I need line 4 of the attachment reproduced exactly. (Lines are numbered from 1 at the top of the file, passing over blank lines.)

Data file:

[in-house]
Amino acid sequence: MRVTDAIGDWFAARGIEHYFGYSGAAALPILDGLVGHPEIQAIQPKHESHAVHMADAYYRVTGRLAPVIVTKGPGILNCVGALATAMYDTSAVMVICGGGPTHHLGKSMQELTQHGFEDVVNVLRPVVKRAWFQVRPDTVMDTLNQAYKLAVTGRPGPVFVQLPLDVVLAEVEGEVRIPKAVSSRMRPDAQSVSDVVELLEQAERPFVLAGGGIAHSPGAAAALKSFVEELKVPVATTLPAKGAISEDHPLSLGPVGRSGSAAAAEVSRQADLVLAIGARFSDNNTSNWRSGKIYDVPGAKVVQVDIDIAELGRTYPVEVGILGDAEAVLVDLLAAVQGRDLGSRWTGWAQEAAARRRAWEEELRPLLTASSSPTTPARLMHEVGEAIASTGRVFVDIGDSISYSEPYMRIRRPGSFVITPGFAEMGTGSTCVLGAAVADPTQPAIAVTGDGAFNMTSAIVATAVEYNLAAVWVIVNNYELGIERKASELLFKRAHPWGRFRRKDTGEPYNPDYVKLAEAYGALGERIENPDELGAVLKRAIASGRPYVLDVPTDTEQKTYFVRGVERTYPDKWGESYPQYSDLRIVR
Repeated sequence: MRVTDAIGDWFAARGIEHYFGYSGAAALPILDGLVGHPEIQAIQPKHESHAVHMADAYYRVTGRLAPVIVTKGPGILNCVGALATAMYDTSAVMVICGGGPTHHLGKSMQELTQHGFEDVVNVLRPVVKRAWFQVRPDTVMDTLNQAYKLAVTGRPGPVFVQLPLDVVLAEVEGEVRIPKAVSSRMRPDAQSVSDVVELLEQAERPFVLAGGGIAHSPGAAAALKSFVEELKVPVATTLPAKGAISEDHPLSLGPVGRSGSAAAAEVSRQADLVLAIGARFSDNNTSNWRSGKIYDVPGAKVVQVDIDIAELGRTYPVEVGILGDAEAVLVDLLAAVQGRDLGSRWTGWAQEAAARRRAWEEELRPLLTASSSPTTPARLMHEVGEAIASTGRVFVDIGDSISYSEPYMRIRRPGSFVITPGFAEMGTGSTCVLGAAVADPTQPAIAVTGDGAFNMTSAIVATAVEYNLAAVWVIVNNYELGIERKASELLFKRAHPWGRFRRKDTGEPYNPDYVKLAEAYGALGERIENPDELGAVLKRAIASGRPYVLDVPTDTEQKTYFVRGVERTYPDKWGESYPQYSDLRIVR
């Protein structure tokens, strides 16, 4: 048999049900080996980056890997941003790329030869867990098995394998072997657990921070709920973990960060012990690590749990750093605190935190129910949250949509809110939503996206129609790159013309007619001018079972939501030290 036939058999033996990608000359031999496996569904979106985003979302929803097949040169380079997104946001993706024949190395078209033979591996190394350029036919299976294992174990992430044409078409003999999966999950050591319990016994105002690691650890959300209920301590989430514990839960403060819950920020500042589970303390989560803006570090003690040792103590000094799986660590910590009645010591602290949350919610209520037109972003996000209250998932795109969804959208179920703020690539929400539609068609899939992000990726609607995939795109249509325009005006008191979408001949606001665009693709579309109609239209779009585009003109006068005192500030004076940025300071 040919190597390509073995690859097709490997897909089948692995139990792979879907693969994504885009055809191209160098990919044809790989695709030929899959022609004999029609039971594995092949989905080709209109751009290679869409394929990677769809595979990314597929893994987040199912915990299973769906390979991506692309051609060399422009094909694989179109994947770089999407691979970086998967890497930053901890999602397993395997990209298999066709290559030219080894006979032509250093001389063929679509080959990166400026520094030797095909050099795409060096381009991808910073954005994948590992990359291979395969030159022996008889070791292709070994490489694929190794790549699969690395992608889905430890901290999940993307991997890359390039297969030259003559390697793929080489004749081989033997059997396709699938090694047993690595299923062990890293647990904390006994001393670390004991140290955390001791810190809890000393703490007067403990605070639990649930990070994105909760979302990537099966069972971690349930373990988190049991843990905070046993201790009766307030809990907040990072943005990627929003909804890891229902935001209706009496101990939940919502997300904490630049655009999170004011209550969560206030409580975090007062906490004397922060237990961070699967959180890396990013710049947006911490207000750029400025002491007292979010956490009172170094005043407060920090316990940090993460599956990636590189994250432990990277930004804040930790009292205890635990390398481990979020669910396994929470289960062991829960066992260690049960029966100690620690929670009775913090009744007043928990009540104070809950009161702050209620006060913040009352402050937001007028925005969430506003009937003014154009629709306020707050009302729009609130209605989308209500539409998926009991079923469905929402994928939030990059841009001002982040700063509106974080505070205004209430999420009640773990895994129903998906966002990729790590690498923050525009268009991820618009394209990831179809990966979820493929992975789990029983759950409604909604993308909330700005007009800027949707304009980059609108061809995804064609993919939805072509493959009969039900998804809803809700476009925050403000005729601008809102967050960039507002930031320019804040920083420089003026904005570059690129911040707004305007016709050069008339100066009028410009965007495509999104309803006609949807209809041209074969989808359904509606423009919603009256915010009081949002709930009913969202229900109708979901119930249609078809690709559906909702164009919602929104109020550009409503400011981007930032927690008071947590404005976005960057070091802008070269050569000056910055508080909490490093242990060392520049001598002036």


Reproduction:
């Protein structure tokens, strides 16, 4: 048999049900080996980056890997941003790329030869867990098995394998072997657990921070709920973990960060012990690590749990750093605190935190129910949250949509809110939503996206129609790159013309007619001018079972939501030290 036939058999033996990608000359031999496996569904979106985003979302929803097949040169380079997104946001993706024949190395078209033979591996190394350029036919299976294992174990992430044409078409003999999966999950050591319990016994105002690691650890959300209920301590989430514990839960403060819950920020500042589970303390989560803006570090003690040792103590000094799986660590910590009645010591602290949350919610209520037109972003996000209250998932795109969804959208179920703020690539929400539609068609899939992000990726609607995939795109249509325009005006008191979408001949606001665009693709579309109609239209779009585009003109006068005192500030004076940025300071 040919190597390509073995690859097709490997897909089948692995139990792979879907693969994504885009055809191209160098990919044809790989695709030929899959022609004999029609039971594995092949989905080709209109751009290679869409394929990677769809595979990314597929893994987040199912915990299973769906390979991506692309051609060399422009094909694989179109994947770089999407691979970086998967890497930053901890999602397993395997990209298999066709290559030219080894006979032509250093001389063929679509080959990166400026520094030797095909050099795409060096381009991808910073954005994948590992990359291979395969030159022996008889070791292709070994490489694929190794790549699969690395992608889905430890901290999940993307991997890359390039297969030259003559390697793929080489004749081989033997059997396709699938090694047993690595299923062990890293647990904390006994001393670390004991140290955390001791810190809890000393703490007067403990605070639990649930990070994105909760979302990537099966069972971690349930373990988190049991843990905070046993201790009766307030809990907040990072943005990627929003909804890891229902935001209706009496101990939940919502997300904490630049655009999170004011209550969560206030409580975090007062906490004397922060237990961070699967959180890396990013710049947006911490207000750029400025002491007292979010956490009172170094005043407060920090316990940090993460599956990636590189994250432990990277930004804040930790009292205890635990390398481990979020669910396994929470289960062991829960066992260690049960029966100690620690929670009775913090009744007043928990009540104070809950009161702050209620006060913040009352402050937001007028925005969430506003009937003014154009629709306020707050009302729009609130209605989308209500539409998926009991079923469905929402994928939030990059841009001002982040700063509106974080505070205004209430999420009640773990895994129903998906966002990729790590690498923050525009268009991820618009394209990831179809990966979820493929992975789990029983759950409604909604993308909330700005007009800027949707304009980059609108061809995804064609993919939805072509493959009969039900998804809803809700476009925050403000005729601008809102967050960039507002930031320019804040920083420089003026904005570059690129911040707004305007016709050069008339100066009028410009965007495509999104309803006609949807209809041209074969989808359904509606423009919603009256915010009081949002709930009913969202229900109708979901119930249609078809690709559906909702164009919602929104109020550009409503400011981007930032927690008071947590404005976005960057070091802008070269050569000056910055508080909490490093242990060392520049001598002036």